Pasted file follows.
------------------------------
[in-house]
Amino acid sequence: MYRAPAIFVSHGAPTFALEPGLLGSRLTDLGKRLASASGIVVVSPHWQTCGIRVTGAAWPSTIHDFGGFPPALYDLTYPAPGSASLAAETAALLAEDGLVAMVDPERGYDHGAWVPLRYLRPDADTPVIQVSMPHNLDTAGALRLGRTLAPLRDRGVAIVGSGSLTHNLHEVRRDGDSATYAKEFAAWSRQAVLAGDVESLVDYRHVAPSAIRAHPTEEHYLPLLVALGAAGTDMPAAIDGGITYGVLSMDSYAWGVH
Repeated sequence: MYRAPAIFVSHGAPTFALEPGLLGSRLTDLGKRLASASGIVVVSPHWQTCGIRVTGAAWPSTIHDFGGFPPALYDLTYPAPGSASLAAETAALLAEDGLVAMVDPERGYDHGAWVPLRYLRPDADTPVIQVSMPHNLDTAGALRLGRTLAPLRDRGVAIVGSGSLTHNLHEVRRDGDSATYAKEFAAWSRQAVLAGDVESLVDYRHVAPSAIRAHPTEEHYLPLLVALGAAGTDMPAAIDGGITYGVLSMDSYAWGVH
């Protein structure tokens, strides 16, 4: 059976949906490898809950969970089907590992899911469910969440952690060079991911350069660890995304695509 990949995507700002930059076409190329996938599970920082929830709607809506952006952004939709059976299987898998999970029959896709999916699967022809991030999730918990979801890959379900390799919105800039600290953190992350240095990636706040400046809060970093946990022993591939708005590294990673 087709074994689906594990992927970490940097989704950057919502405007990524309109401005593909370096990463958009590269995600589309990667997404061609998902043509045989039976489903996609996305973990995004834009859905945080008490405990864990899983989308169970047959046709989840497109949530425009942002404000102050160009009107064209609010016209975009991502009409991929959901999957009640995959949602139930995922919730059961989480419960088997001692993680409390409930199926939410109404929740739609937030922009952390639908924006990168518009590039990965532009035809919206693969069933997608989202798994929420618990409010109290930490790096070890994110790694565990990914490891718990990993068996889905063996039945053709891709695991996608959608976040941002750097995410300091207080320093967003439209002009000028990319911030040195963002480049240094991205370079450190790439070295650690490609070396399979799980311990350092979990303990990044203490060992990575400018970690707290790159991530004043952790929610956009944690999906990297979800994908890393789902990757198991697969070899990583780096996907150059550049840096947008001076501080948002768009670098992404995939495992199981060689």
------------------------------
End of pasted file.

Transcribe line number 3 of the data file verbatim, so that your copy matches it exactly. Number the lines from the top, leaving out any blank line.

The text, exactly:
Repeated sequence: MYRAPAIFVSHGAPTFALEPGLLGSRLTDLGKRLASASGIVVVSPHWQTCGIRVTGAAWPSTIHDFGGFPPALYDLTYPAPGSASLAAETAALLAEDGLVAMVDPERGYDHGAWVPLRYLRPDADTPVIQVSMPHNLDTAGALRLGRTLAPLRDRGVAIVGSGSLTHNLHEVRRDGDSATYAKEFAAWSRQAVLAGDVESLVDYRHVAPSAIRAHPTEEHYLPLLVALGAAGTDMPAAIDGGITYGVLSMDSYAWGVH